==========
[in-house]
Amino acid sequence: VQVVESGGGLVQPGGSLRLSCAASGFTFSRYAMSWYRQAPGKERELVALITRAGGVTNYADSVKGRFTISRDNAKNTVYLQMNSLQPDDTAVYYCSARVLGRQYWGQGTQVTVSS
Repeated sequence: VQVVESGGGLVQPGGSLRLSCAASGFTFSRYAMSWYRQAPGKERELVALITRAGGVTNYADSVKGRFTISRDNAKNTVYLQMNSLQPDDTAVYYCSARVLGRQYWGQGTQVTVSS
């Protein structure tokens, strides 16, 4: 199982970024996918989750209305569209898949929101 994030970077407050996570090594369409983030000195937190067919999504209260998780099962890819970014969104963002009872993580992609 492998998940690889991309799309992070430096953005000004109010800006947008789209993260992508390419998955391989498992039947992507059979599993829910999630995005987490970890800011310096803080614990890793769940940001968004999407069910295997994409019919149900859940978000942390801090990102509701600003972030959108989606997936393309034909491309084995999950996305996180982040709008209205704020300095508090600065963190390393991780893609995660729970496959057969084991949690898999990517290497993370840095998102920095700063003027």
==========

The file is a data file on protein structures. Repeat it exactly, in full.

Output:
[in-house]
Amino acid sequence: VQVVESGGGLVQPGGSLRLSCAASGFTFSRYAMSWYRQAPGKERELVALITRAGGVTNYADSVKGRFTISRDNAKNTVYLQMNSLQPDDTAVYYCSARVLGRQYWGQGTQVTVSS
Repeated sequence: VQVVESGGGLVQPGGSLRLSCAASGFTFSRYAMSWYRQAPGKERELVALITRAGGVTNYADSVKGRFTISRDNAKNTVYLQMNSLQPDDTAVYYCSARVLGRQYWGQGTQVTVSS
């Protein structure tokens, strides 16, 4: 199982970024996918989750209305569209898949929101 994030970077407050996570090594369409983030000195937190067919999504209260998780099962890819970014969104963002009872993580992609 492998998940690889991309799309992070430096953005000004109010800006947008789209993260992508390419998955391989498992039947992507059979599993829910999630995005987490970890800011310096803080614990890793769940940001968004999407069910295997994409019919149900859940978000942390801090990102509701600003972030959108989606997936393309034909491309084995999950996305996180982040709008209205704020300095508090600065963190390393991780893609995660729970496959057969084991949690898999990517290497993370840095998102920095700063003027």